(NAPS)—When it comes to diabetes, heart disease and stroke, the statistics that link them are alarming.
Heart disease strikes people with diabetes more than twice as often as it strikes people without diabetes. It hits them earlier in life and it hits them harder. In fact, as many as 65 percent of people with diabetes die from heart disease and stroke.
Perhaps the most frightening issue is the lack of awareness about the link between diabetes and heart disease. And there are things that can help.
The American Diabetes Association and the American College of Cardiology are leading an effort to help educate people on this critically important topic. Make the Link! is a three-year initiative focused on reducing deaths associated with diabetes, heart disease and stroke. The initiative will encourage people with diabetes and their healthcare providers to work together to manage diabetes more comprehensively, to reduce risk factors that could lead to heart disease and stroke, and to remind people that diabetes management goes beyond controlling just blood sugar.
One way for people with diabetes to reduce their risk for heart disease and stroke is to know their diabetes ABCs. A is for A1C, short for the hemoglobin A1C test, which measures blood glucose over the past 3 months, B is for blood pressure, and C is for cholesterol. Target ranges are:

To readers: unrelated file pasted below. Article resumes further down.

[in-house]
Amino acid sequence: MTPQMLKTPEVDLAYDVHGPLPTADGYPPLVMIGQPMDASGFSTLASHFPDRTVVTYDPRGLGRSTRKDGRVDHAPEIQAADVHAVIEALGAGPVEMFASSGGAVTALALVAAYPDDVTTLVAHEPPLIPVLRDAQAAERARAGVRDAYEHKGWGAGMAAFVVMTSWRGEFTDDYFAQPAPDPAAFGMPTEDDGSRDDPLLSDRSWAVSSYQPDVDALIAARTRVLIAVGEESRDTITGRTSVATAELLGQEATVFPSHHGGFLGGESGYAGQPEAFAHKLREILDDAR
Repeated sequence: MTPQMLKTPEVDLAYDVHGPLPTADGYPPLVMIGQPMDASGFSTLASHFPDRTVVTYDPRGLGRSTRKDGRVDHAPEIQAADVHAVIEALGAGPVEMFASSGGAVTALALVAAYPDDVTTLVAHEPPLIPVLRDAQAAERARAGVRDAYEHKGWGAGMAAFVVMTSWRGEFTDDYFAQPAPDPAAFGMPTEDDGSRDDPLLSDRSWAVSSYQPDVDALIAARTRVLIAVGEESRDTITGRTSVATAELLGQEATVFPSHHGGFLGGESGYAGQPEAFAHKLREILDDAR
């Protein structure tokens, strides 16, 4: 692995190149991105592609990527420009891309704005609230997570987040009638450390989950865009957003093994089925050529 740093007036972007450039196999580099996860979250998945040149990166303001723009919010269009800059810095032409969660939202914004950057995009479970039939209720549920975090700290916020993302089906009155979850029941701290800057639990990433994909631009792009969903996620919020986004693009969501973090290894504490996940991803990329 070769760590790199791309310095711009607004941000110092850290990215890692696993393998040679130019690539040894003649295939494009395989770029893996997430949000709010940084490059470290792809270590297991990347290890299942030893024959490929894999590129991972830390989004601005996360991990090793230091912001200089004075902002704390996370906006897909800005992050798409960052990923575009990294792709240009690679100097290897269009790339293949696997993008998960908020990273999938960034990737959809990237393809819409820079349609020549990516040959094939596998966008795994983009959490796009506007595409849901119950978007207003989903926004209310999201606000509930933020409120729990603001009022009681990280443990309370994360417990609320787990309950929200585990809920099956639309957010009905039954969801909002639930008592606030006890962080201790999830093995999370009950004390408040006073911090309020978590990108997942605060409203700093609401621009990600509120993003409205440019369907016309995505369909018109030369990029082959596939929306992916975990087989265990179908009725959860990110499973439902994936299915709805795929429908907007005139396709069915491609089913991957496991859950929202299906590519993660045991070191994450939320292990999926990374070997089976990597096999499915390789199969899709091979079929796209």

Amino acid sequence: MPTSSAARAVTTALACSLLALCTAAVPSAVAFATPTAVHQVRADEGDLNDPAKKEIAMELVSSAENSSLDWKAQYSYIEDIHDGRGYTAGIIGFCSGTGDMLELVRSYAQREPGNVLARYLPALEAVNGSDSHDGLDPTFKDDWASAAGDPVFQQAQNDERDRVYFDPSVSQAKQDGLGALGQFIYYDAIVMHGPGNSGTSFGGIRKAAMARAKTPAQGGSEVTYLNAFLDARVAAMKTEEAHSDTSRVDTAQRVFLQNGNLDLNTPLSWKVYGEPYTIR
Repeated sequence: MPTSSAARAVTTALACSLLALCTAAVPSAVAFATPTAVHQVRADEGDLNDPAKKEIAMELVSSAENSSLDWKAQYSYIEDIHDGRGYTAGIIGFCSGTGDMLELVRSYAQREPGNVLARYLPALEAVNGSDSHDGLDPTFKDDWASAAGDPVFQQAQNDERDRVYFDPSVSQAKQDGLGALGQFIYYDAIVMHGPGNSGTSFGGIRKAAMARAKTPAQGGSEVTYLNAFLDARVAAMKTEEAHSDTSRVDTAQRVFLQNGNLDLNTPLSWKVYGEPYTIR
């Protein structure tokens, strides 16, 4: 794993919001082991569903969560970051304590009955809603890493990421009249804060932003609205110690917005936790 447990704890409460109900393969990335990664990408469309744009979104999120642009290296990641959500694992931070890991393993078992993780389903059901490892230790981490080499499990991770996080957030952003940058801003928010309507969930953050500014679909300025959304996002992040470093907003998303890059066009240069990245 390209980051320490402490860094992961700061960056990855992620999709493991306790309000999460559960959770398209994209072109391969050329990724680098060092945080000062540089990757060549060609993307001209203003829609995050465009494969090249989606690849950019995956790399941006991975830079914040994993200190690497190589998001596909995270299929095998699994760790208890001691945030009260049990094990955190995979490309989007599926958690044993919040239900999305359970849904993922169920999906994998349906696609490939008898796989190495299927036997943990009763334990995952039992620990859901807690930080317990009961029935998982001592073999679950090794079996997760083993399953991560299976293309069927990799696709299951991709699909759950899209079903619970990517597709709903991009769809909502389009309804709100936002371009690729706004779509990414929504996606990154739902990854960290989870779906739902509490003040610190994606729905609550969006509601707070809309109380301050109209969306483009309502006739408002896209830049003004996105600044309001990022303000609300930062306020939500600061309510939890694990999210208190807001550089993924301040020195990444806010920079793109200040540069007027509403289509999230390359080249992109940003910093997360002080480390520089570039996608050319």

- A1C less than 7 percent.
- Blood Pressure less than 130/80 mmHg.
- Cholesterol-LDL ("bad") less than 100 mg/dl.
But there are many ways to help break this link. Even small changes can lower the risks. Here are some suggestions:
•Keep blood glucose, cholesterol, and blood pressure numbers as close to normal as possible.
•Get help to quit smoking.
•Be active most days.
•Eat low-fat meals that are high in fruits and vegetables, and whole grain foods.
•Ask a healthcare provider about taking aspirin and other medications that can help reduce the chances of having a heart attack or stroke.
•Work closely with a healthcare provider to determine the best approach for treating diabetes and reducing the risk for heart disease and stroke.
Many tools are available to help you make and break the link...it could save your life. To find out more information, log onto www.diabetes.org/makethelink or call 1-800-DIABETES (1- 800-342-2383).
The American Diabetes Association is the nation's leading voluntary health organization supporting diabetes research, information and advocacy for the 16 million Americans with the disease. Founded in 1940, the ADA has offices in every region of the country, providing services to hundreds of communities. The mission of the American Diabetes Association is to prevent and cure diabetes and to improve the lives of all people affected by diabetes.
The American College of Cardiology, a 27,000-member nonprofit, professional medical society and teaching institution, is dedicated to fostering optimal cardiovascular care and disease prevention through professional education, promotion of research, leadership in the development of standards and guidelines, and the formulation of healthcare policy.